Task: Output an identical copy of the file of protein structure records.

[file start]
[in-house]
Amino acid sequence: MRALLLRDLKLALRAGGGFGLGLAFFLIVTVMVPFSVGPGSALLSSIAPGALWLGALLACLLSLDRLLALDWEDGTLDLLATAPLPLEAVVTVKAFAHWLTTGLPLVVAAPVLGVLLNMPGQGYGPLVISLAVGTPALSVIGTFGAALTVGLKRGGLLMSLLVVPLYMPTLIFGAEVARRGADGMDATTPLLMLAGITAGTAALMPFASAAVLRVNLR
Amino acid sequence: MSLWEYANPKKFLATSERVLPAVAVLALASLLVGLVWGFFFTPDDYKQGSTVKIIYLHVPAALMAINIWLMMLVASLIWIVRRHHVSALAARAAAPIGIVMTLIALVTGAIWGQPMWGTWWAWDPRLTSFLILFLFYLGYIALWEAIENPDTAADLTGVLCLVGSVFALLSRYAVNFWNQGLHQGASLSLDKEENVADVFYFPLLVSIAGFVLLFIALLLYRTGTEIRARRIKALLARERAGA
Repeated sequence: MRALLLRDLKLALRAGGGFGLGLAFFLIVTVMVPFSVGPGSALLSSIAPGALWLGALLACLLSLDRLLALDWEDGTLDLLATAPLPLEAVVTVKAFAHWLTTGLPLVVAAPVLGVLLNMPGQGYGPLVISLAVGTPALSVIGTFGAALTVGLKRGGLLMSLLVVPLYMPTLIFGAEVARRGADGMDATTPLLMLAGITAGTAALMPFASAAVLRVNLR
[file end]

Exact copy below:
[in-house]
Amino acid sequence: MRALLLRDLKLALRAGGGFGLGLAFFLIVTVMVPFSVGPGSALLSSIAPGALWLGALLACLLSLDRLLALDWEDGTLDLLATAPLPLEAVVTVKAFAHWLTTGLPLVVAAPVLGVLLNMPGQGYGPLVISLAVGTPALSVIGTFGAALTVGLKRGGLLMSLLVVPLYMPTLIFGAEVARRGADGMDATTPLLMLAGITAGTAALMPFASAAVLRVNLR
Amino acid sequence: MSLWEYANPKKFLATSERVLPAVAVLALASLLVGLVWGFFFTPDDYKQGSTVKIIYLHVPAALMAINIWLMMLVASLIWIVRRHHVSALAARAAAPIGIVMTLIALVTGAIWGQPMWGTWWAWDPRLTSFLILFLFYLGYIALWEAIENPDTAADLTGVLCLVGSVFALLSRYAVNFWNQGLHQGASLSLDKEENVADVFYFPLLVSIAGFVLLFIALLLYRTGTEIRARRIKALLARERAGA
Repeated sequence: MRALLLRDLKLALRAGGGFGLGLAFFLIVTVMVPFSVGPGSALLSSIAPGALWLGALLACLLSLDRLLALDWEDGTLDLLATAPLPLEAVVTVKAFAHWLTTGLPLVVAAPVLGVLLNMPGQGYGPLVISLAVGTPALSVIGTFGAALTVGLKRGGLLMSLLVVPLYMPTLIFGAEVARRGADGMDATTPLLMLAGITAGTAALMPFASAAVLRVNLR